2. A portion of these units are family sized units (2BR and 3BR). They are not all for single homeless vets. The leasing requirements for affordable housing developments funded by the City generally require that 2BR and 3BR units be leased to households with children 18 and under. (That is, larger sized units get reserved for families with children). While its entirely possible that some of these families won’t need parking, its not unreasonable to provide parking for some of these units given the possibility that some of these families with involve families with heads of households who work outside the City at jobs that are not easily accessible via public transit.

      But please, keep up the welfare queen myth and your hurt fee-fees. You want to be poor? I am sure any one of these poor tenants would be more than happy to give up their apartment with a parking space in exchange for getting to be not poor.

      Nobody whines as hard as the privileged.

      1. @HousingWonk:

        Your comment is ludicrous.

        Those of us who work hard, make wise life-choices and manage to amass some wealth through thrift and delayed gratification are not “privileged”.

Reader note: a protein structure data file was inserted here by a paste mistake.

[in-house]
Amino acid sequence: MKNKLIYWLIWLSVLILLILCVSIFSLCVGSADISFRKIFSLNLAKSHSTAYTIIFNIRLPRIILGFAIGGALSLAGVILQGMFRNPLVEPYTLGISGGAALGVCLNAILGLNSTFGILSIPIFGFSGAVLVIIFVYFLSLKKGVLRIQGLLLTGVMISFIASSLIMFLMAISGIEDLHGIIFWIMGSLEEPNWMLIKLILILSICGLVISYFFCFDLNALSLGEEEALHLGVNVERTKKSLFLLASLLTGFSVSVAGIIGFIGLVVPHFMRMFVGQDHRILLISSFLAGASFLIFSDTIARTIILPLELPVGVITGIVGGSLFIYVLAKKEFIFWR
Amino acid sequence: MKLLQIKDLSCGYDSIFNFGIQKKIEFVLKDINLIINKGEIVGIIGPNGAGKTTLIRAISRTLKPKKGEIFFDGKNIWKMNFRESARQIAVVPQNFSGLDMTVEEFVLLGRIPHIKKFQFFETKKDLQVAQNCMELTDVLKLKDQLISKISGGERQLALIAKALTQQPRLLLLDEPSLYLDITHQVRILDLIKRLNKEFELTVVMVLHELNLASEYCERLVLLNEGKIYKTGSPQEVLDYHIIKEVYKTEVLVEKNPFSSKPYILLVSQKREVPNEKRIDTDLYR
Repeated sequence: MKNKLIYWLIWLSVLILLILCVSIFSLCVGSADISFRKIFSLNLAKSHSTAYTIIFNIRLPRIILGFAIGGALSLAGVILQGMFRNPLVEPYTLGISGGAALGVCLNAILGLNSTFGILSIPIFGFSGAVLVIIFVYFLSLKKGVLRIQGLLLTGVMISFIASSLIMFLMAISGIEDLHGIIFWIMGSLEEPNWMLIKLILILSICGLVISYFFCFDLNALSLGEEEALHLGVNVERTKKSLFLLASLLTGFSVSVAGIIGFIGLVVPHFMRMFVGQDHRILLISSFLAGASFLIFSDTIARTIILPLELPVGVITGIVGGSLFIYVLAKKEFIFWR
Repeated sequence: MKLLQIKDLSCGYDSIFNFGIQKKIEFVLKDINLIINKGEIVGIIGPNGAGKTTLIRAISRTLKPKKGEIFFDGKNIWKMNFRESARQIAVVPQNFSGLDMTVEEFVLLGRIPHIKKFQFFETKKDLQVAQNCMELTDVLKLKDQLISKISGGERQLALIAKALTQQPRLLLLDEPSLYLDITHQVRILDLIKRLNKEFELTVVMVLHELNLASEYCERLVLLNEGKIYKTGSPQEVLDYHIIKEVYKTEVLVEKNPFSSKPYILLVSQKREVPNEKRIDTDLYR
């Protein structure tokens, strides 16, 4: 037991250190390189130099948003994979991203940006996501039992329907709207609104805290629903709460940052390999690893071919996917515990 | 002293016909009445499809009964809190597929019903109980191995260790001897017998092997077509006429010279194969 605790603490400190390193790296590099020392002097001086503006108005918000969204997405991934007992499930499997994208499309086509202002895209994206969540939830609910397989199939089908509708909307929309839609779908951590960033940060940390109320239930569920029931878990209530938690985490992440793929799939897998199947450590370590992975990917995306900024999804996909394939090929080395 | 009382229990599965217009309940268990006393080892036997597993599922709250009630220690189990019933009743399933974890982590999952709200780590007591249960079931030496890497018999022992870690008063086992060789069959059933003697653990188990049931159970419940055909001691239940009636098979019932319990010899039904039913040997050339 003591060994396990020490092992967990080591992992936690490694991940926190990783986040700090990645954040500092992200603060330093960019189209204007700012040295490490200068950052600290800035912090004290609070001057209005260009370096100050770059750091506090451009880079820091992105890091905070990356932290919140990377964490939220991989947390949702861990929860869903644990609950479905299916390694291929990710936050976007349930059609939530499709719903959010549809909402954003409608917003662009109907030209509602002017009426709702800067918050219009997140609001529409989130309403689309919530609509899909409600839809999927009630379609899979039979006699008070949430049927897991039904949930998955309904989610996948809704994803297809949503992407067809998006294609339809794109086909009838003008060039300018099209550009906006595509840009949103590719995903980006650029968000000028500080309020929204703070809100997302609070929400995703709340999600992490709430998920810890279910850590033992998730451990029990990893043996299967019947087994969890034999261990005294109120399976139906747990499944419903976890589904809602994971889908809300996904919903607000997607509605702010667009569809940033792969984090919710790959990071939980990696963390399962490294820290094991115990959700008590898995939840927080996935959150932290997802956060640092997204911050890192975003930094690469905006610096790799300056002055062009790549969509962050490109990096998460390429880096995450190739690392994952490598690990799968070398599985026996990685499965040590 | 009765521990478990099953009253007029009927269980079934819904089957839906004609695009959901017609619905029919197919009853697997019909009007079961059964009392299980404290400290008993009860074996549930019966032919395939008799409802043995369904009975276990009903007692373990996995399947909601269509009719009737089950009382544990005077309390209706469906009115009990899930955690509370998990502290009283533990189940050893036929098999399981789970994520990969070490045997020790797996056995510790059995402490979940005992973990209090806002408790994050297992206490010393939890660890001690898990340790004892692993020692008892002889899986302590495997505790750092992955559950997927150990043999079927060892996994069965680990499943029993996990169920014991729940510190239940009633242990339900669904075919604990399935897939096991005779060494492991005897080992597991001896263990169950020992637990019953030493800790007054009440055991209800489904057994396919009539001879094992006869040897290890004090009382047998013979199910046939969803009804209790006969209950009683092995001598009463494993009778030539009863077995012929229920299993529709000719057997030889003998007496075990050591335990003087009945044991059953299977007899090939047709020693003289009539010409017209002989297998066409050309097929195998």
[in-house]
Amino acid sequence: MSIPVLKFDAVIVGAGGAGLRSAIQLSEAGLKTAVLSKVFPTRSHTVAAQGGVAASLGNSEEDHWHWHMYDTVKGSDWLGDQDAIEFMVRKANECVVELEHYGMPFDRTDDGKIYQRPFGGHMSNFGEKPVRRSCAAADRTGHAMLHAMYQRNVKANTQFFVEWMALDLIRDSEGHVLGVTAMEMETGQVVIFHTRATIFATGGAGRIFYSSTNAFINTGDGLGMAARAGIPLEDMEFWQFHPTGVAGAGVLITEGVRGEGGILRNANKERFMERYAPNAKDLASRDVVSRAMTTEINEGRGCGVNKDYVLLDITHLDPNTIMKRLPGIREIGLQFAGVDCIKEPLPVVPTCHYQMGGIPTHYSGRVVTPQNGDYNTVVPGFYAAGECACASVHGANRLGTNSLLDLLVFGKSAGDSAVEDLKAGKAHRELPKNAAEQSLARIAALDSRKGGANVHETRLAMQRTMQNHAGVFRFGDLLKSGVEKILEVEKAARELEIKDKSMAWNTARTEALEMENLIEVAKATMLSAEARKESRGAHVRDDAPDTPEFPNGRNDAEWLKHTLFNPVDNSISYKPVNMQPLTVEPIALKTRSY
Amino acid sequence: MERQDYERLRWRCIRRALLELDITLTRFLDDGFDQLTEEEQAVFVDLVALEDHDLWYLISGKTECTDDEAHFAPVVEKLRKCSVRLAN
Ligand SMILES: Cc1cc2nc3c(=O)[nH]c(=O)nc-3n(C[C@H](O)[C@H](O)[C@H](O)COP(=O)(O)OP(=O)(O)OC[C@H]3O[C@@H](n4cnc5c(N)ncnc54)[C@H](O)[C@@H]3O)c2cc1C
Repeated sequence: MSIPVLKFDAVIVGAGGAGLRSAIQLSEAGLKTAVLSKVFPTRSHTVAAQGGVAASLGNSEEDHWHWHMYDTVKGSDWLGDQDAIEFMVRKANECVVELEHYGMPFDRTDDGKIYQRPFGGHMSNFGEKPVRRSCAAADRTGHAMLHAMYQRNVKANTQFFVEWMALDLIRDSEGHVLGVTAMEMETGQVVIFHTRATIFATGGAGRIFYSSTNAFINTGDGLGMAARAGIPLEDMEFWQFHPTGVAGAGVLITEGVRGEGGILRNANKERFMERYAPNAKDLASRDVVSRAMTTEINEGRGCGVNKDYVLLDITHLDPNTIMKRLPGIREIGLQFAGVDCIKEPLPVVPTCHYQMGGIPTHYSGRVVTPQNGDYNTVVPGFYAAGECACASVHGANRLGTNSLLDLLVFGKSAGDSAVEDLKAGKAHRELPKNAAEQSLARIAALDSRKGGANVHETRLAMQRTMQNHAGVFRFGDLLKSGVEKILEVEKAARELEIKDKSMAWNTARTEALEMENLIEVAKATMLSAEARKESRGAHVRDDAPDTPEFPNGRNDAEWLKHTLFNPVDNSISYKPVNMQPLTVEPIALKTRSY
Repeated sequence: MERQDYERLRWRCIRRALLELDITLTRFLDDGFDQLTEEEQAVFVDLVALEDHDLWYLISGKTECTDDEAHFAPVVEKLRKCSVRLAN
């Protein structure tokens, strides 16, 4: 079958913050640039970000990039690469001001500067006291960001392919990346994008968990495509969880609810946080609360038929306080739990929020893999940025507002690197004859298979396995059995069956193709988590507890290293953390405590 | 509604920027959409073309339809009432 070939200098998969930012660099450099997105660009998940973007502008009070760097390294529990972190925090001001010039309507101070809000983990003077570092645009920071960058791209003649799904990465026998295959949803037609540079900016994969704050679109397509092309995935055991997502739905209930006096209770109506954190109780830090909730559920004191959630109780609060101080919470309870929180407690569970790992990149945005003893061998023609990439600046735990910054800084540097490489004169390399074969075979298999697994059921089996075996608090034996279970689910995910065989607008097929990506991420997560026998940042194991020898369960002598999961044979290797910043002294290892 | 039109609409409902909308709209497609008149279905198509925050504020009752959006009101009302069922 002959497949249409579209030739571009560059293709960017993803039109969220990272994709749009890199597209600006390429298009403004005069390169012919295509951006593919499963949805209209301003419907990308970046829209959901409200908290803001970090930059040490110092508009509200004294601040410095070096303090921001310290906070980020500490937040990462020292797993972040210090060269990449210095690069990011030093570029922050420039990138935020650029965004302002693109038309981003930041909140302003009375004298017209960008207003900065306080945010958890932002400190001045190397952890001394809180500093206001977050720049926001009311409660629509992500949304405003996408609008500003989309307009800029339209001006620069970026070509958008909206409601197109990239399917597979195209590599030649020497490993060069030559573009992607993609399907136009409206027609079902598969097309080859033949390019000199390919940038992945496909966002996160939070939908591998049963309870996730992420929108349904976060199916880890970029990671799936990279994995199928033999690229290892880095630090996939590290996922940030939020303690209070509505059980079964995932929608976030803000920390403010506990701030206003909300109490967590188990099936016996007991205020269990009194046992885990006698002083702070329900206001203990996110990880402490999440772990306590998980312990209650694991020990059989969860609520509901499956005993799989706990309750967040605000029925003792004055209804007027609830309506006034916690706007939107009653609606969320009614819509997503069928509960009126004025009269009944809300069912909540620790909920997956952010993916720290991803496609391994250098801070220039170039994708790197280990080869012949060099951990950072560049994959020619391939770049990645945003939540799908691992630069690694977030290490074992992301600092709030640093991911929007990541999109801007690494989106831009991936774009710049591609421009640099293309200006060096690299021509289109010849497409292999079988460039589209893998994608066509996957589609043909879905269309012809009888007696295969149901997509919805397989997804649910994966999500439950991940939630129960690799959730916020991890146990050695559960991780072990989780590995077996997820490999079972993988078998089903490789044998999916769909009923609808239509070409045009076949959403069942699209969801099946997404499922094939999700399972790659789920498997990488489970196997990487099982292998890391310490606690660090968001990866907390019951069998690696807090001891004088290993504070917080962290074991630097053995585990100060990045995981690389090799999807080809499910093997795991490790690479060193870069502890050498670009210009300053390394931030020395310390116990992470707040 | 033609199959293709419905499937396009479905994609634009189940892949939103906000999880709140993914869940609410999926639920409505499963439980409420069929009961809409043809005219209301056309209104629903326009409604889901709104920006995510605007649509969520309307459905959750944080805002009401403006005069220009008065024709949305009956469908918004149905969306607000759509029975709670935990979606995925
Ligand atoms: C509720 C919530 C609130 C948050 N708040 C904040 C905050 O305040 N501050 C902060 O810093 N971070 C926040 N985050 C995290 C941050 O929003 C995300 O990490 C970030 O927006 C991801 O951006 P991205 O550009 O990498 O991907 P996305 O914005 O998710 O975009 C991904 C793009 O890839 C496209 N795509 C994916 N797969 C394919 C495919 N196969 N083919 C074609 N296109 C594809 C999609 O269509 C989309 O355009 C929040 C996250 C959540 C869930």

Sucking hard on that Government teat, are you?

    3. If you think $100k lets you afford to live in SF, at current prices, you’re not very good at math. Unless by live you mean bunking up in a rent controlled commune or parking your camper under the freeway. Makes me wonder if you even live here.

      1. True, and that is the reason arguments to build more, build more are absurd. The housing being built, aside from BMRs, is not affordable to the average resident. Unless they have inherited a lot of money.

        The sad truth is SF will be more and more a city for the wealthy -. short, God forbid, a natural disaster though even then it will rebound over time.

        The answer is not more uber-expensive housing in SF. The answer is more office development in the East Bay and other areas. And less in SF. The housing imbalance will never be addressed given the current plans for thousands and thousands of more jobs in HP, Central SOMA and other areas – most of which jobs will not afford the income necessary to live in SF. But they will afford an income that allows one to live in large parts of the East Bay. So why aren’t the jobs going there?

        1. jobs do go to the east bay. The east bay is increasing employment, and has been except during recessions.